PAVE Workshop • June 2014
In June 2014, Christine Brown-Quinn and Matt Quinn ran a 2 day workshop with our nine Post A Level and Vocational Education or PAVE students. The goal was to prepare them for a financially independent life post education, with topics at the workshop ranging from building your 'career resource kit' to transitioning to professional life as a young graduate.
Christine, who built a career in the City, is co-founder of www.womeninbusinesssuperseries.com (a predominantly web-based training programme helping professional women globally to take their career to the next level). Well accustomed to running in-person workshops, especially on career development, she was very excited about the opportunity to leverage these skills and experience for benefit of ACU's soon to be graduates.
Matt, a recent graduate and qualified accountant has spent time in Tanzania renovating orphanages as well as leading a political action group at university which lobbied governments on HIV medication. He was delighted to have this opportunity to join his mother in delivering this workshop as he is a recent graduate himself and therefore could share his own recent experience making this transition into the world of work.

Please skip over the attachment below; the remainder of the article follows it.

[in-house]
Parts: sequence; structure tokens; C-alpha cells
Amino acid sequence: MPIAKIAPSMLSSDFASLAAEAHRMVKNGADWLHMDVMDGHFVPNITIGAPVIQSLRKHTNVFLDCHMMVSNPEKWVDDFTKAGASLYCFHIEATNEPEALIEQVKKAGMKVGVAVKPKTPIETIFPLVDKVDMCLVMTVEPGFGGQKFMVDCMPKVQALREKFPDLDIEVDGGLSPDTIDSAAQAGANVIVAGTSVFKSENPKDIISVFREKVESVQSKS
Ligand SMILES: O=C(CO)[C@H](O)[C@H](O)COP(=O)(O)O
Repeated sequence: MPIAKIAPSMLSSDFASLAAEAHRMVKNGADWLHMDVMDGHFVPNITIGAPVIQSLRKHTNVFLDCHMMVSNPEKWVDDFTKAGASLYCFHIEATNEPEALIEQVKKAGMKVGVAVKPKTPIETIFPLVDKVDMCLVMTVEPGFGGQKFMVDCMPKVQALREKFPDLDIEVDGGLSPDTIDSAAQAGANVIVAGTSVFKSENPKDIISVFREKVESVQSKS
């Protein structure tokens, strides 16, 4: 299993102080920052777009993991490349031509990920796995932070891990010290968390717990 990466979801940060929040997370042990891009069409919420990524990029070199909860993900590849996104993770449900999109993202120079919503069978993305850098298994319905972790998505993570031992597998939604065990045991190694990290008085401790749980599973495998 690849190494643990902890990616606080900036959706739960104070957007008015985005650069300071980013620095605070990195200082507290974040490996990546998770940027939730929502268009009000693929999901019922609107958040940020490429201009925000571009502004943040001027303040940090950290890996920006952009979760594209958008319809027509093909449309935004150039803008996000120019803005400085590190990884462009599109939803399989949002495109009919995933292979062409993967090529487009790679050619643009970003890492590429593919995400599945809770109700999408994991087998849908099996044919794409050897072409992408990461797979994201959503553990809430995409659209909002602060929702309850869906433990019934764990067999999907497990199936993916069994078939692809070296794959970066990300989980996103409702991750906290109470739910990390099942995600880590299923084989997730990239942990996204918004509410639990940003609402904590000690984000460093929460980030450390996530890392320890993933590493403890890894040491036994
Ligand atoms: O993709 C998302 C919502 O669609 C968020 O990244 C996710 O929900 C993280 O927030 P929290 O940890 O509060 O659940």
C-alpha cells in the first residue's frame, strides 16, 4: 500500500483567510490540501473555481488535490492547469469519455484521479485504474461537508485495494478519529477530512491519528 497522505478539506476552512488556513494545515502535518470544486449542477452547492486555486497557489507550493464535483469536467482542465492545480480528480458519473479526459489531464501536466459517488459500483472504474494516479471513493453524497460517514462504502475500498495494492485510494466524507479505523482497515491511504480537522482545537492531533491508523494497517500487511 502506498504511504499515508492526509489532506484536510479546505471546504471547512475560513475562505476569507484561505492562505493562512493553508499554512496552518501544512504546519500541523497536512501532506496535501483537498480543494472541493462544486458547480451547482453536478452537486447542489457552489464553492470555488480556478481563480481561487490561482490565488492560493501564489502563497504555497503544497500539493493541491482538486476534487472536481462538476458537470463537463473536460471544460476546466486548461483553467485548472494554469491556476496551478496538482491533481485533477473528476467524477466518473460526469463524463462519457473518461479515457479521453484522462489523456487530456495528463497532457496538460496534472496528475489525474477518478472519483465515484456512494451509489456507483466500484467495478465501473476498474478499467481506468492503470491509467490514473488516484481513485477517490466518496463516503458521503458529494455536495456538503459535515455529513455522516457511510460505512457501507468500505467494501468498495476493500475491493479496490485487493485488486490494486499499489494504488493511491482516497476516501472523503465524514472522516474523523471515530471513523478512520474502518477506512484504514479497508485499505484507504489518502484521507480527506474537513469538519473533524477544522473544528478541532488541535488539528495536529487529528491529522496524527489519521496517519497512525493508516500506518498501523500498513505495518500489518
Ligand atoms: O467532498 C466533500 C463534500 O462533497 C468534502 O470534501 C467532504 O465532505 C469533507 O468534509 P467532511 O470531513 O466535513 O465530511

To follow them on their journey to Uganda and their progress with ACU check out #acuworkshop, and follow them on Twitter: Christine as @FemaleCapital @womeinbizsuper and Matt as @mqsley.
They are raising all the costs of the workshop themselves in advance. So click here to find out more about their fundraising efforts: https://mydonate.bt.com/fundraisers/christinematt
We Are Here
We are here, we arrived safely in Uganda and recieved a very warm welcome from Abbey the "ACU Driver"
There's so much to take in here, everything runs differently. It is common place for the wired internet (and so wifi) to go down for a few days and no-one bats an eye-lid. Apart from us westerners of course (where such an event would cause a riot).